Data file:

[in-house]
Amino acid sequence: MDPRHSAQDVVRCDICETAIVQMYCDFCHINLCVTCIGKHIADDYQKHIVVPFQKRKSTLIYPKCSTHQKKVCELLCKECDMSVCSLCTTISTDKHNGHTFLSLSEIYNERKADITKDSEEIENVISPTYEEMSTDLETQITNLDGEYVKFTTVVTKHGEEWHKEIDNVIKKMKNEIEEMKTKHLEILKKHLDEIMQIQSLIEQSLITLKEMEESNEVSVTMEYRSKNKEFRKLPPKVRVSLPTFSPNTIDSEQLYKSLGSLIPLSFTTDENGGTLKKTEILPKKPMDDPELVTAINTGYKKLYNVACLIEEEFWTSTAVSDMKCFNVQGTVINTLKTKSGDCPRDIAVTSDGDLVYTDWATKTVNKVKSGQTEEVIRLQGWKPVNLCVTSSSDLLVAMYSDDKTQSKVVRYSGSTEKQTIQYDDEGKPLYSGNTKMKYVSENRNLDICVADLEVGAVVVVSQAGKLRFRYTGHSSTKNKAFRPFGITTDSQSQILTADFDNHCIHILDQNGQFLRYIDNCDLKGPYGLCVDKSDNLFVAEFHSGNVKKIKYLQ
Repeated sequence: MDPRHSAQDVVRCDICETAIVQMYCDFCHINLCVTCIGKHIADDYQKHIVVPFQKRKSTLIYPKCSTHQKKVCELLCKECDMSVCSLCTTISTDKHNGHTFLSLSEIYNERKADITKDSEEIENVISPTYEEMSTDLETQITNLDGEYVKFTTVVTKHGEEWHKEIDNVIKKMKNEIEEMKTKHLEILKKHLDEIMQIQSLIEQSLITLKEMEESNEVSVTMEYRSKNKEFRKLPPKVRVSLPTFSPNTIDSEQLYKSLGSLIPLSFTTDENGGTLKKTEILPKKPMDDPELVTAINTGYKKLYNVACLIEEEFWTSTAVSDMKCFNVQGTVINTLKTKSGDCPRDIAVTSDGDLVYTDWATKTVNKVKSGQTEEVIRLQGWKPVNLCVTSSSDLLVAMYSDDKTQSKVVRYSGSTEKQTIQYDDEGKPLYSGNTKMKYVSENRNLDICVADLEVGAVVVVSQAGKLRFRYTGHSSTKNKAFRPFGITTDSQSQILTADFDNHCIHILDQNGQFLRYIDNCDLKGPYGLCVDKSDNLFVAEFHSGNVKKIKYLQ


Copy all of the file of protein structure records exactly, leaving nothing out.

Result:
[in-house]
Amino acid sequence: MDPRHSAQDVVRCDICETAIVQMYCDFCHINLCVTCIGKHIADDYQKHIVVPFQKRKSTLIYPKCSTHQKKVCELLCKECDMSVCSLCTTISTDKHNGHTFLSLSEIYNERKADITKDSEEIENVISPTYEEMSTDLETQITNLDGEYVKFTTVVTKHGEEWHKEIDNVIKKMKNEIEEMKTKHLEILKKHLDEIMQIQSLIEQSLITLKEMEESNEVSVTMEYRSKNKEFRKLPPKVRVSLPTFSPNTIDSEQLYKSLGSLIPLSFTTDENGGTLKKTEILPKKPMDDPELVTAINTGYKKLYNVACLIEEEFWTSTAVSDMKCFNVQGTVINTLKTKSGDCPRDIAVTSDGDLVYTDWATKTVNKVKSGQTEEVIRLQGWKPVNLCVTSSSDLLVAMYSDDKTQSKVVRYSGSTEKQTIQYDDEGKPLYSGNTKMKYVSENRNLDICVADLEVGAVVVVSQAGKLRFRYTGHSSTKNKAFRPFGITTDSQSQILTADFDNHCIHILDQNGQFLRYIDNCDLKGPYGLCVDKSDNLFVAEFHSGNVKKIKYLQ
Repeated sequence: MDPRHSAQDVVRCDICETAIVQMYCDFCHINLCVTCIGKHIADDYQKHIVVPFQKRKSTLIYPKCSTHQKKVCELLCKECDMSVCSLCTTISTDKHNGHTFLSLSEIYNERKADITKDSEEIENVISPTYEEMSTDLETQITNLDGEYVKFTTVVTKHGEEWHKEIDNVIKKMKNEIEEMKTKHLEILKKHLDEIMQIQSLIEQSLITLKEMEESNEVSVTMEYRSKNKEFRKLPPKVRVSLPTFSPNTIDSEQLYKSLGSLIPLSFTTDENGGTLKKTEILPKKPMDDPELVTAINTGYKKLYNVACLIEEEFWTSTAVSDMKCFNVQGTVINTLKTKSGDCPRDIAVTSDGDLVYTDWATKTVNKVKSGQTEEVIRLQGWKPVNLCVTSSSDLLVAMYSDDKTQSKVVRYSGSTEKQTIQYDDEGKPLYSGNTKMKYVSENRNLDICVADLEVGAVVVVSQAGKLRFRYTGHSSTKNKAFRPFGITTDSQSQILTADFDNHCIHILDQNGQFLRYIDNCDLKGPYGLCVDKSDNLFVAEFHSGNVKKIKYLQ